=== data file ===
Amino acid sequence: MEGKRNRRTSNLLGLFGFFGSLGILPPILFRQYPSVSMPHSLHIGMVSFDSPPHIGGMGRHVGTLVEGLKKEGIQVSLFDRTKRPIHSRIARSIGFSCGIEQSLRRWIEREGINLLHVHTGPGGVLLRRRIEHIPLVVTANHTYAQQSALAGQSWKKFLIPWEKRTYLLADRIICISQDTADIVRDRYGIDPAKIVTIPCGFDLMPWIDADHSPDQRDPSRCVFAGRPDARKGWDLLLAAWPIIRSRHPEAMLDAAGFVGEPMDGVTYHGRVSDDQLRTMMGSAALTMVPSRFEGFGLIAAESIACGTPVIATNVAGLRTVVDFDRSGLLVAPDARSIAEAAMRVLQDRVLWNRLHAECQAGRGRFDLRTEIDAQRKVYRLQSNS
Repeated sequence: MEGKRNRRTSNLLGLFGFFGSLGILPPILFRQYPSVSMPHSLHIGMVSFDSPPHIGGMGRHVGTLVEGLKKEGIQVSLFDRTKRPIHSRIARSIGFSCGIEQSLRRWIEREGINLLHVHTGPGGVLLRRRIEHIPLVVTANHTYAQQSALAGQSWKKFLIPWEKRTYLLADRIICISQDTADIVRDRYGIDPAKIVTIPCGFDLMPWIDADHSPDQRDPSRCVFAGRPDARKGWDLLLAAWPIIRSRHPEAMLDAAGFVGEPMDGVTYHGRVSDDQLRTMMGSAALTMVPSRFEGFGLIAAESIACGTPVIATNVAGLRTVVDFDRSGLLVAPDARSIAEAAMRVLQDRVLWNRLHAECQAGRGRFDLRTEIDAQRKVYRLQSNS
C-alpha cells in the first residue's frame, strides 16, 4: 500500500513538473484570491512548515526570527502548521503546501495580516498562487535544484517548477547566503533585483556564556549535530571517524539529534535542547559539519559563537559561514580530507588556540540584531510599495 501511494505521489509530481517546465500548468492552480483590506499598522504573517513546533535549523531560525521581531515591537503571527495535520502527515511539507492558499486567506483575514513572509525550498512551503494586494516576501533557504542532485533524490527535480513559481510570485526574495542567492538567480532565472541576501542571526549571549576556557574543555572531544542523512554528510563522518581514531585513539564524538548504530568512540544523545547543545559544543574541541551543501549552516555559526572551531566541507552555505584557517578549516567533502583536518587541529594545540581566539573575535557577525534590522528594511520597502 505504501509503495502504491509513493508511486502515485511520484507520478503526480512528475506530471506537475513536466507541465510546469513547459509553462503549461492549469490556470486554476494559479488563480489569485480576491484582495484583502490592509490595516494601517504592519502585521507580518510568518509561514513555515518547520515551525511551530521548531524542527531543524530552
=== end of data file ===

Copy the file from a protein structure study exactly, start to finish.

Amino acid sequence: MEGKRNRRTSNLLGLFGFFGSLGILPPILFRQYPSVSMPHSLHIGMVSFDSPPHIGGMGRHVGTLVEGLKKEGIQVSLFDRTKRPIHSRIARSIGFSCGIEQSLRRWIEREGINLLHVHTGPGGVLLRRRIEHIPLVVTANHTYAQQSALAGQSWKKFLIPWEKRTYLLADRIICISQDTADIVRDRYGIDPAKIVTIPCGFDLMPWIDADHSPDQRDPSRCVFAGRPDARKGWDLLLAAWPIIRSRHPEAMLDAAGFVGEPMDGVTYHGRVSDDQLRTMMGSAALTMVPSRFEGFGLIAAESIACGTPVIATNVAGLRTVVDFDRSGLLVAPDARSIAEAAMRVLQDRVLWNRLHAECQAGRGRFDLRTEIDAQRKVYRLQSNS
Repeated sequence: MEGKRNRRTSNLLGLFGFFGSLGILPPILFRQYPSVSMPHSLHIGMVSFDSPPHIGGMGRHVGTLVEGLKKEGIQVSLFDRTKRPIHSRIARSIGFSCGIEQSLRRWIEREGINLLHVHTGPGGVLLRRRIEHIPLVVTANHTYAQQSALAGQSWKKFLIPWEKRTYLLADRIICISQDTADIVRDRYGIDPAKIVTIPCGFDLMPWIDADHSPDQRDPSRCVFAGRPDARKGWDLLLAAWPIIRSRHPEAMLDAAGFVGEPMDGVTYHGRVSDDQLRTMMGSAALTMVPSRFEGFGLIAAESIACGTPVIATNVAGLRTVVDFDRSGLLVAPDARSIAEAAMRVLQDRVLWNRLHAECQAGRGRFDLRTEIDAQRKVYRLQSNS
C-alpha cells in the first residue's frame, strides 16, 4: 500500500513538473484570491512548515526570527502548521503546501495580516498562487535544484517548477547566503533585483556564556549535530571517524539529534535542547559539519559563537559561514580530507588556540540584531510599495 501511494505521489509530481517546465500548468492552480483590506499598522504573517513546533535549523531560525521581531515591537503571527495535520502527515511539507492558499486567506483575514513572509525550498512551503494586494516576501533557504542532485533524490527535480513559481510570485526574495542567492538567480532565472541576501542571526549571549576556557574543555572531544542523512554528510563522518581514531585513539564524538548504530568512540544523545547543545559544543574541541551543501549552516555559526572551531566541507552555505584557517578549516567533502583536518587541529594545540581566539573575535557577525534590522528594511520597502 505504501509503495502504491509513493508511486502515485511520484507520478503526480512528475506530471506537475513536466507541465510546469513547459509553462503549461492549469490556470486554476494559479488563480489569485480576491484582495484583502490592509490595516494601517504592519502585521507580518510568518509561514513555515518547520515551525511551530521548531524542527531543524530552